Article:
12 July 2014 ~ 0 Comentarios

The healthy struggle for inequality

by Carlos Alberto Montaner


I begin with an anecdote. It was told to me by its protagonist, an excellent Cuban doctor, a specialist in cochlear implants designed to enable deaf children to hear again.

Some years ago, upon her return from vacation, she was called before the committee of the Communist Party in the hospital where she worked. They intended to reproach her. She didn’t know why, but soon found out. She was guilty of improper socialist behavior: she had built a reputation for herself as the best surgeon in her specialty. She had stood out. Was there any proof? Of course: her patients chose to wait for her and during her absence refused to be treated by other physicians.

The accused listened patiently to the scolding. Her critics explained that the revolution embraces team work and rejects the selfish success of individuals, a practice that apparently belongs in the milieu of the despicable capitalism.

The doctor replied that she had done nothing to seduce her patients, other than being a good physician, but secretly made up her mind to leave a country willing to punish excellence in the name of revolutionary equalitarianism. For several years now, she has practiced her profession quite successfully in Miami.

I tell this story because today, while governments, political parties and numerous thinkers, collectivist and noncollectivist, worry about reducing inequality, demonize the profit motive and raise the banner of the Gini Index, with which they flog those who have enriched themselves, individuals, on the other hand, struggle to stand out and accentuate social differences.

The individuals are right. To try to excel, to try to stand out, to struggle to be better than the others, different from them, even wealthier, is part of human nature and it is to our advantage that it be so. To repress that impulse, to morally condemn it and try to make all individuals equal is the shortest route to general failure.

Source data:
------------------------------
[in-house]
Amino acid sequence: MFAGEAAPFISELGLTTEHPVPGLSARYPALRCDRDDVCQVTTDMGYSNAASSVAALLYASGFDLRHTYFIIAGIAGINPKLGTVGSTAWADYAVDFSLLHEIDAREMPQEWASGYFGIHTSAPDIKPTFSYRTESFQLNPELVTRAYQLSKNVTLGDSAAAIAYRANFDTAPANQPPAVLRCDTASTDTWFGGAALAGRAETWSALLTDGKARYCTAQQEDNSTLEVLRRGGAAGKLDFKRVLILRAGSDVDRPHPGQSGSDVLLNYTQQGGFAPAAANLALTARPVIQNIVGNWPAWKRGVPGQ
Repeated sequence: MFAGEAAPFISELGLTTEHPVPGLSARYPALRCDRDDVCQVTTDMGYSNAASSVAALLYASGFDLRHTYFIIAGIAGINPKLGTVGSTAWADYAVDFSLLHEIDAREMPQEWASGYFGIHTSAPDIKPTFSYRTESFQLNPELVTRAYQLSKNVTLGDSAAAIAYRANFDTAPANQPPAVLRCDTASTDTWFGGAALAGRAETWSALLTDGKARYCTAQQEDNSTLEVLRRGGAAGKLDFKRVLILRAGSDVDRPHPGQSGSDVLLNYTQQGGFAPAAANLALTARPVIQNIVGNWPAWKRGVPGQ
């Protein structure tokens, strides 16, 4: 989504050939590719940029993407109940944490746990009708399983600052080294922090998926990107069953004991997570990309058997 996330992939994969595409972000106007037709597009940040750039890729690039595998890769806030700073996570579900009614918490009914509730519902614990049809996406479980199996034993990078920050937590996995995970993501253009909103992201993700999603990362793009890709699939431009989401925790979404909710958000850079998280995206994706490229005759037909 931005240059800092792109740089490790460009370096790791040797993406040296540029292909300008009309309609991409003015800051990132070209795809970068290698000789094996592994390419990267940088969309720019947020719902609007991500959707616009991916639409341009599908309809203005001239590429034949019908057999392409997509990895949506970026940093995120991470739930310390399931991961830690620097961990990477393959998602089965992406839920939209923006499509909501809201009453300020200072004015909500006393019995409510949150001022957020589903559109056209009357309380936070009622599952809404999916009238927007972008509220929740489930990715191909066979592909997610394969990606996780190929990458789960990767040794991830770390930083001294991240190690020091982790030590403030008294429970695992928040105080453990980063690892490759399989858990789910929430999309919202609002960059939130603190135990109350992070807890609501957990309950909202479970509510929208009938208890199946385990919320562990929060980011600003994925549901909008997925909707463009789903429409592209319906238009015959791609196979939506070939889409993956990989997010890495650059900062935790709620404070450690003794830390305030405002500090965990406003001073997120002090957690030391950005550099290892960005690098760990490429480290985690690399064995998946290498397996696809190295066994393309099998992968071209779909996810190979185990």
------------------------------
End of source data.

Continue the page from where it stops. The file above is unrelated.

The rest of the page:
Furthermore, as everyone who has carefully observed the behavior of normal people knows, that attitude is common, healthy; it is what compels us every day to work and live. Without that intimate, rabidly individualistic stimulus, comes the annihilation of the id, diluted amid a sludgy wave of beings who are closer to a hive of identical bees than to the competitive, alert and unequal species to which we belong.

Self-esteem, so important to emotional balance, depends on that. Those who are satisfied with themselves have more opportunities to be happy and create wealth for themselves and for the benefit of the environment in which they live. On the contrary, the sensation of mediocrity, and even a certain relative inferiority, usually crushes those who suffer it.

When depression does not have a physiological cause — hormonal or chemical imbalance — the origin must be sought in the dark terrain of negative self-perception. Depression is manifested in those persons who cannot, or do not wish to, rise from bed to fight on because their ego has been crushed and they don’t understand what has happened to them, beyond the ailment that afflicts them.

Governments, political parties and religious institutions are wrong to try to demonize and penalize inequality. What do we intuitively do with those who stand out? In general, we admire them. We pronounce them heroes and, if the opportunity arises, we enrich them with our preference. It may be a brave warrior, an exceptional artist or triumphant athlete. It may be a person devoted to philanthropy, like Mother Teresa, or to the creation of enterprises, like Steve Jobs.

A hero is someone extremely unequal who has accomplished an uncommon feat, and that turns him into an ideal behavior model. Nobody is upset (and nobody should be) when, in pursuit of his singularity, the hero becomes a very rich person, infinitely more than the average, as happened with Picasso, Bill Gates, tennis player Rafa Nadal, singer Beyoncé and the thousands of winners who have passed through this world.

The Spanish word for achievement — “logro” — and the English word for money — “lucre” — come from the Latin word for gain — “lucrum.” Gain is not a sin, and achievement should not be a crime or objectionable behavior. On the contrary, he who stands out and triumphs deserves our admiration, never our contempt.

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